Eating disorders can be a serious problem for teenagers. Eating disorders can have both short and long-term health consequences and can be deadly if not noticed and treated in time. And yet, a part of the reality of eating disorders is that sufferers often go to great lengths to hide whether they eat, how much they eat, how and when they exercise, and other actions that they take to control their weight.
What causes eating disorders? What are the risk factors and signs that parents and others should look for? What are the consequences of untreated eating disorders? What prevention strategies can parents take to protect their teens from developing an eating disorder in the first place? Take a look at what you need to know.
Risk Factors for Teen Eating Disorders
As is the case with many different types of disorders and diseases, it’s nearly impossible to predict ahead of time who will end up suffering and who will never have a problem. However, there are some factors that make eating disorders more likely, and considering these factors will help parents know what to look out for when it comes to the possibility of their teens developing eating disorders.
One thing to look out for is social pressure to be thin. While this pressure varies from place to place and even person to person, in general society places a lot of importance on being thin, especially for girls, and athletic, especially for boys. Being overweight, while relatively common in this society, is seen as unhealthy and even disgusting, and weighing too much is often associated with unrelated traits like laziness and slovenliness.
This is something that many teens follow closely – often centers celebrities who are thin, fashionable, and conventionally attractive. Seeing this can inspire even a teen who is at a normal, healthy weight to feel fat and motivate them to try to lose weight, sometimes in unhealthy ways.
The activities that your child participates in may also affect your teen’s self-image and impact the way they choose to eat. Athletics, from basketball to cheerleading, require certain body types and may cause participants to go to extremes to maintain a certain weight in order to continue competing. Other activities, such as pageants and modeling, often actively encourage unhealthy eating and unrealistic body types.
Finally, some personality types may simply be more prone to developing eating disorders. People who have eating disorders are often perfectionists who have little patience for anything they see as a weakness or shortfall on their own part. People who have high anxiety or who tend to be extremely rigid in their thinking may also be more likely to develop eating disorders.
Consequences of Eating Disorders
There are a number of different eating disorders out there, and they don’t all look the same. Someone who is suffering from anorexia won’t exhibit all the same symptoms as someone who is suffering from bulimia, for example. But they may face some of the same consequences because of their different eating disorders.
For example, a person with an eating disorder may struggle with excessive, obsessive thoughts about food, disrupting their ability to concentrate on other things. They may worry compulsively about being too fat or looking the wrong way. They may go out of their way to eat, exercise, or weigh themselves in secret, to avoid drawing attention to their eating disorder from friends and family.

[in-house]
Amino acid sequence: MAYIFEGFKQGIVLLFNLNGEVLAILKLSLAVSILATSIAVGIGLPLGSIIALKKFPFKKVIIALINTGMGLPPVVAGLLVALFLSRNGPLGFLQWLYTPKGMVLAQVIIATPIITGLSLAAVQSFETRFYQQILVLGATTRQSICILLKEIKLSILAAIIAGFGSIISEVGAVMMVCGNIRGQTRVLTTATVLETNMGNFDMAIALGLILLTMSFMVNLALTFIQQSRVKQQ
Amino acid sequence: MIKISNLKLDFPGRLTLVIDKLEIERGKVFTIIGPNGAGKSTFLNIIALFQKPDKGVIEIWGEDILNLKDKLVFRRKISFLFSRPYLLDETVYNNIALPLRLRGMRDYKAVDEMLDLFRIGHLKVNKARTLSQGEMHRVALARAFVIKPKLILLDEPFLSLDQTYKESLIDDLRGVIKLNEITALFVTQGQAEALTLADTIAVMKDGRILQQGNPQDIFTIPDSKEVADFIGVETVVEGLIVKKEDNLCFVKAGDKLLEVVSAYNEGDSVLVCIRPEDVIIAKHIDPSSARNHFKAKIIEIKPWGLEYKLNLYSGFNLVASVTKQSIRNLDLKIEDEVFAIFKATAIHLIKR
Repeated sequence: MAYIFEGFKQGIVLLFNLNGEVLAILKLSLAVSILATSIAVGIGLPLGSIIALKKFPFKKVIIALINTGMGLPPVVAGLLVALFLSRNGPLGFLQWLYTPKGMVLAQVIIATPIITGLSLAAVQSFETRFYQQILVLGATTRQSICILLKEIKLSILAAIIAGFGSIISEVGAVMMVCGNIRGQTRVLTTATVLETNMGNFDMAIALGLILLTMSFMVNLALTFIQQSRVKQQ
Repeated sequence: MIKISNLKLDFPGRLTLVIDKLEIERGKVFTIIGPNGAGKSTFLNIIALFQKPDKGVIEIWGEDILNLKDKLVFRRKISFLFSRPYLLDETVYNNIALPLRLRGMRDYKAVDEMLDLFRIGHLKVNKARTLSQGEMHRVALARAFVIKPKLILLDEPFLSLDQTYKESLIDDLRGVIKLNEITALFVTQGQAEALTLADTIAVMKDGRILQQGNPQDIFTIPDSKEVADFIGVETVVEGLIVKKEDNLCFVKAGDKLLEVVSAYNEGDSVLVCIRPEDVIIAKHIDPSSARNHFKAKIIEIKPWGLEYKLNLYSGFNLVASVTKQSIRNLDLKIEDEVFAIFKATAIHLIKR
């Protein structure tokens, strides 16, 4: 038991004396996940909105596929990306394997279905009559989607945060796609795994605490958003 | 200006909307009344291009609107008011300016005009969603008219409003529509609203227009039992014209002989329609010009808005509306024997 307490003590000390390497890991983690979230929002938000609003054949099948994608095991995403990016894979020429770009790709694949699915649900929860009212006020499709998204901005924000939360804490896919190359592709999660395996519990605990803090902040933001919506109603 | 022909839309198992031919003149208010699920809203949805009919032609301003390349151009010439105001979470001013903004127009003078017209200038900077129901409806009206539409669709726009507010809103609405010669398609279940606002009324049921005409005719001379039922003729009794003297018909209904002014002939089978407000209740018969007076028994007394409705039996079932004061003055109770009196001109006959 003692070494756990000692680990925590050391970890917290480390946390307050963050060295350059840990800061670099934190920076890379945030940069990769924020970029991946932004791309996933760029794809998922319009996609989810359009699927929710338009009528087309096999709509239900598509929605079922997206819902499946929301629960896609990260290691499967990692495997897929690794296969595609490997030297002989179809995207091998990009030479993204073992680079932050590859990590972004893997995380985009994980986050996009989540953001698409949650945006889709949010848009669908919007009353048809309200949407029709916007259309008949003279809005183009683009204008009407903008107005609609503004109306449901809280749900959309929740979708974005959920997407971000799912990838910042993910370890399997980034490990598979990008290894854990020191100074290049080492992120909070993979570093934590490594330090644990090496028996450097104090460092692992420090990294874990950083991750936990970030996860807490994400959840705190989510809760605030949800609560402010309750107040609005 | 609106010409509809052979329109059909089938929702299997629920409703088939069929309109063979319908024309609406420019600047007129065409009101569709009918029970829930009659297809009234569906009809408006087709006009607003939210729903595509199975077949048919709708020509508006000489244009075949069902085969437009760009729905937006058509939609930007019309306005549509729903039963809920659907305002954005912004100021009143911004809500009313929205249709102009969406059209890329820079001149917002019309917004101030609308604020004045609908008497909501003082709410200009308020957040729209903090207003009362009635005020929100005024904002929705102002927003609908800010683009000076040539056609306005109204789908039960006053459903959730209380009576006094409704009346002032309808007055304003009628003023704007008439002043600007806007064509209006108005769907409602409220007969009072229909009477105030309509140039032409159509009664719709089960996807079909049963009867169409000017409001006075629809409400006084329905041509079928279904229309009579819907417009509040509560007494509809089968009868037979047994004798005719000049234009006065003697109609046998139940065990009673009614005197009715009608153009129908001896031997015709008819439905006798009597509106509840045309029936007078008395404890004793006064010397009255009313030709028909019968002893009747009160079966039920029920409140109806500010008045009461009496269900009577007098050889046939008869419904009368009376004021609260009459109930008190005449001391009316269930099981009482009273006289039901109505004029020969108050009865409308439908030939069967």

They may also feel depressed or anxious about their eating and exercise habits. This can manifest in feelings of guilt, shame, and disgust.
If someone you know has an eating disorder, you may notice that they skip meals or often eat alone. You may notice that they complain about being fat and frequently check in the mirror for flaws. You may notice missing laxatives, enemas, or diuretics that the person with the eating disorder uses to control their weight. You may also notice that they regularly go straight to the bathroom after a meal or even during meals.
Preventing Eating Disorders
It may be impossible to prevent some of the factors that lead to eating disorders, but there are some things that you can do to help protect your teen. Start by setting a good example. If you’re constantly on a diet, making disparaging remarks about your own weight, or just not keeping up with a healthy diet, you may want to look at how you can change your own habits to reflect healthy habits and good self-esteem.
Help your teen build a good self-image and confidence about their body. Stress the importance of having a healthy body that can do the things that your teen needs to do, not just a body that’s conventionally attractive or meets an arbitrary standard. Talk about the importance of nutrition and fitness, not just thinness.
Make sure to focus on building your teen’s self-esteem. That means more than just complimenting their looks. Take an interest in their activities and interests and praise their accomplishments and resourcefulness. Being a well-rounded person is about much more than numbers on a scale or being able to fit in certain clothes, and you will want to stress that to your teenager.
It’s also important to talk about the dangers of diet culture, faddish eating habits, unsafe exercise habits, and other common components of eating disorders. Remind your teen that if they feel that losing weight is a priority, you can help them find a safe and healthy way to reach their goals.
You may also want to bring your teenager’s doctor into the conversation. They can help you talk to your teen about healthy eating habits and exercise habits, self-esteem, and positive ways that your teen can set and work toward goals they might have for their own bodies.
If your teen is showing signs that they may have an eating disorder, their doctor can also refer you to a mental health provider that can help your teen manage their thoughts and emotions surrounding food and eating.